Tips on Using Chemicals for Finishing
Tips for how to correctly use chemicals in the woodworking finishing process.
¶ There are a number of general points to keep in mind when using chemical stains and of course nothing but experience will teach the wood finisher to become expert in their use. The following are of interest in that connection, however.
¶ Some of the chemicals used for stains, those which come in dry crystals or hard granular form, like permanganate of potash, should be dissolved first in a small quantity of water and later diluted to the desired strength for the color wanted. Other chemicals which come in the liquid form, or readily dissolved soft crystals., can be dissolved and diluted at the same time. Nitric acid is one of the chemicals in this class.
¶ The chemical stains as a class penetrate deeper than any other class of stains. When used hot they penetrate deeper than when used cold. And when the wood being stained contains naturally some of the same chemicals as constitute the stain the stain goes into the wood even deeper yet. It is well to keep in mind that man does not create acids and alkalies. The chemist doesn't create anything, he simply separates and concentrates acids and alkalies from other substances. For instance, one of the stain chemicals much used is tannic acid. It is a chemical concentrated and separated by chemists from oak bark and gallnuts, from a vegetable substance called tannin. Most of the lumber contains tannic acid, some a larger amount than others. It is all quite simple and very interesting, yet most of us not being chemists fear what we do not understand. We might profitably understand much more of chemistry, which is so interwoven with life that we meet it at every turn, if we would but pursue the subject a little more.
¶ The aniline stains produce their final color on wood rather quickly, but the acid and alkaline stains, depending as they do upon chemical reactions in the wood, develop slowly and continue to change color for hours.
¶ Twenty-four hours or more are required by chemical stains to reach their final color.
¶ The use of chemical stains by a novice is a little uncertain at first because it is not easy to determine how strong to make the chemical solution to produce the color wanted. The furniture finisher finds this no disadvantage in the factory because he usually has a great many pieces of furniture to finish alike and he makes up a few samples on the kind of wood used in the furniture and after a little experimenting he is able to measure his chemical solution, as to its ingredients, by weight, so that he knows exactly what the stain solution is going to do before he puts it on the surfaces to be stained. The wood finisher of houses can do the same thing often, but not always, and if the surface to be stained amounts to but a few pieces, he will waste his time with chemical stains, unless cost is no consideration in producing certain color effects which can only be done with chemical stains.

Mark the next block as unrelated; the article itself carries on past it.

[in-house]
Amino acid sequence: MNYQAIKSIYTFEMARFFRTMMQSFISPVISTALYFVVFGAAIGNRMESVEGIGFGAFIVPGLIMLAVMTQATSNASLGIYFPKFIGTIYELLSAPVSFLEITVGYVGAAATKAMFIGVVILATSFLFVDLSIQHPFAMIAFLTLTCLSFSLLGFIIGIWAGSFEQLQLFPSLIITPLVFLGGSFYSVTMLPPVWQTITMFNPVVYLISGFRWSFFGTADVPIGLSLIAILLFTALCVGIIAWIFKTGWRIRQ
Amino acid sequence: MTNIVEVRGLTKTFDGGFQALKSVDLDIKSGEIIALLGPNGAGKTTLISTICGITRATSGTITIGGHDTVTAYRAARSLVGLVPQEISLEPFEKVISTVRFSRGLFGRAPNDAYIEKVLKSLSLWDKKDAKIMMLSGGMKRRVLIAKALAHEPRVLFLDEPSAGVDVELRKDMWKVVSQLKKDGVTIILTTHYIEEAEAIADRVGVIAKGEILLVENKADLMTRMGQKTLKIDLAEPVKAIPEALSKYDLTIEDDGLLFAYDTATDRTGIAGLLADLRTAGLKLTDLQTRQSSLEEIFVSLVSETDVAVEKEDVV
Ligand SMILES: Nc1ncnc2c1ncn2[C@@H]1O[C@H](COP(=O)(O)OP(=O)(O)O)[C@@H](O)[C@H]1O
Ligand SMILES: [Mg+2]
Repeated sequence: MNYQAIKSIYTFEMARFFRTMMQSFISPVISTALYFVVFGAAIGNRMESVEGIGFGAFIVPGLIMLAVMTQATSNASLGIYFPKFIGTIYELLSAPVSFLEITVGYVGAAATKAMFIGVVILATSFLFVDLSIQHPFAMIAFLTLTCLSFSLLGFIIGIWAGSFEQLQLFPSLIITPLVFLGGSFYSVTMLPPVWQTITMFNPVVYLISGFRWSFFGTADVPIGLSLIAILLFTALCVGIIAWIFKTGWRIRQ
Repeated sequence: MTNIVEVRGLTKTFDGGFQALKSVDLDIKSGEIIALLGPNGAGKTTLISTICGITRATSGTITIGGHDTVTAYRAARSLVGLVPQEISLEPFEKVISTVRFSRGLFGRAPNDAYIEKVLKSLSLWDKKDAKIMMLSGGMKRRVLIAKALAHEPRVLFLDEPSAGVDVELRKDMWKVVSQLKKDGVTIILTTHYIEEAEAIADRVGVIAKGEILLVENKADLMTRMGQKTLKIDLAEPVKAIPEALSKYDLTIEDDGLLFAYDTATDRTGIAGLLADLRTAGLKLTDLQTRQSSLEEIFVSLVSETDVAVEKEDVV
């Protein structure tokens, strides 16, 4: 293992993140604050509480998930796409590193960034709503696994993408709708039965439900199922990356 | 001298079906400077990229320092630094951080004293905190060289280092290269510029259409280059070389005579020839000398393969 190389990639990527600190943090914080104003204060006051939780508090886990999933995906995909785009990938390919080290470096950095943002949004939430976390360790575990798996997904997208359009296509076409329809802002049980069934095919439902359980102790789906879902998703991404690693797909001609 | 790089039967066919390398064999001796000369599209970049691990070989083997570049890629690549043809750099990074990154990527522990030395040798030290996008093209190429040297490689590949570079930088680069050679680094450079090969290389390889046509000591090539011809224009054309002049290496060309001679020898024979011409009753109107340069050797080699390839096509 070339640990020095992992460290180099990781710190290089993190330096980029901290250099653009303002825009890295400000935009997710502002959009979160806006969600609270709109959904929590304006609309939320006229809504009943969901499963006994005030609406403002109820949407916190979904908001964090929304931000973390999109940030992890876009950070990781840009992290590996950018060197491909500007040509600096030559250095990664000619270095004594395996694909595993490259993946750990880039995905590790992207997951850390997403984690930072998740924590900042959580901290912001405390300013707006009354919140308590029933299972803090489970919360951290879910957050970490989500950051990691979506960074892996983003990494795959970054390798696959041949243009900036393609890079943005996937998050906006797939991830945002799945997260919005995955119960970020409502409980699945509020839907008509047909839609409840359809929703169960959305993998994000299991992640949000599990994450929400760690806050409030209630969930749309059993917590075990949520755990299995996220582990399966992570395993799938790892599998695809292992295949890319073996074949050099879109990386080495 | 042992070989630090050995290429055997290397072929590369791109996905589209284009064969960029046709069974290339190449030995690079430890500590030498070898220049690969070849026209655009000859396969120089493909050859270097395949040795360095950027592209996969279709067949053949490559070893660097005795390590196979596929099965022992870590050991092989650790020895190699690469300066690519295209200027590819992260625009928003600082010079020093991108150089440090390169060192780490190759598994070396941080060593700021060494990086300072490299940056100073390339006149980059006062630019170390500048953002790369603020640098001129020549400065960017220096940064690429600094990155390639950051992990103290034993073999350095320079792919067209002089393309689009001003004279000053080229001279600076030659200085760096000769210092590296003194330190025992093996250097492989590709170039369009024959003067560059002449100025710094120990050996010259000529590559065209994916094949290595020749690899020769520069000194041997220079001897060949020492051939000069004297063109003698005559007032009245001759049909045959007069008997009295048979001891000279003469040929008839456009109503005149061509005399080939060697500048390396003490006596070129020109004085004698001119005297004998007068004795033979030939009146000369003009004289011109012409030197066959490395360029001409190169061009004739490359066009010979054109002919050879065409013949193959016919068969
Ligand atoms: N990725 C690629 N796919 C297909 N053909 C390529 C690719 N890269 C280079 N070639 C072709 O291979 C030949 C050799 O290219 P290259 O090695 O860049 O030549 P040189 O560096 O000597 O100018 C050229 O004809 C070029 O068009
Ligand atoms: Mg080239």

¶ The chemical stains as a rule dry a much darker color than the wet color indicates.
¶ In the use of both chemical acid and alkaline solutions as stains on one job do not mix them together as a rule because one will neutralize the other, in part at least. The common use of these solutions is to put on one and let it dry before the other is put on. The color which results is due to a chemical action of the two solutions and the chemicals in the wood.
¶ The water used for mixing water stains of any kind is best when it has been boiled, distilled, or rain water carefully filtered.
¶ The colors produced by chemical stains are the most permanent known, usually, because they are natural chemical changes in the wood and they penetrate deeply.
¶ Chemical stains may be applied with an old bristle brush or a fibre brush of the zampico type. The weaker solutions are sometimes put on with a sponge. The sponge should be soaked in the solution and squeezed out before the surface is rubbed over with it.
¶ Chemical stains should be mixed and stored in glass or earthenware jugs and kept corked tightly when not in use. Some chemicals destroy tin or other metal containers.
¶ When chemicals are stored for use later they should be kept in dry places, that is the chemicals which come in dry powder, lump or granular form. Some absorb moisture and some give off moisture. They change in physical form, from dry to liquid, in some instances when moisture is present in the air. The temperature of the store room should be about 40 or 50 degrees and dry. Carbonate of potash, for instance, in the dry crystal form will change to liquid in the presence of moisture in the air. Then you don't know how strong one ounce of it is as compared with an ounce of the original dry powder; and what the first ounce did in the way of coloring wood is no indication, then, of what the second ounce will do. And again, sulphate of iron (green vitriol or copperas) comes in green, granular shaped particles. If not kept sealed up in the presence of moist air the little green lumps become coated with a gray powder and the grayish lumps do not weigh as much as they did at first So to protect the coloring strength of chemicals store them properly.
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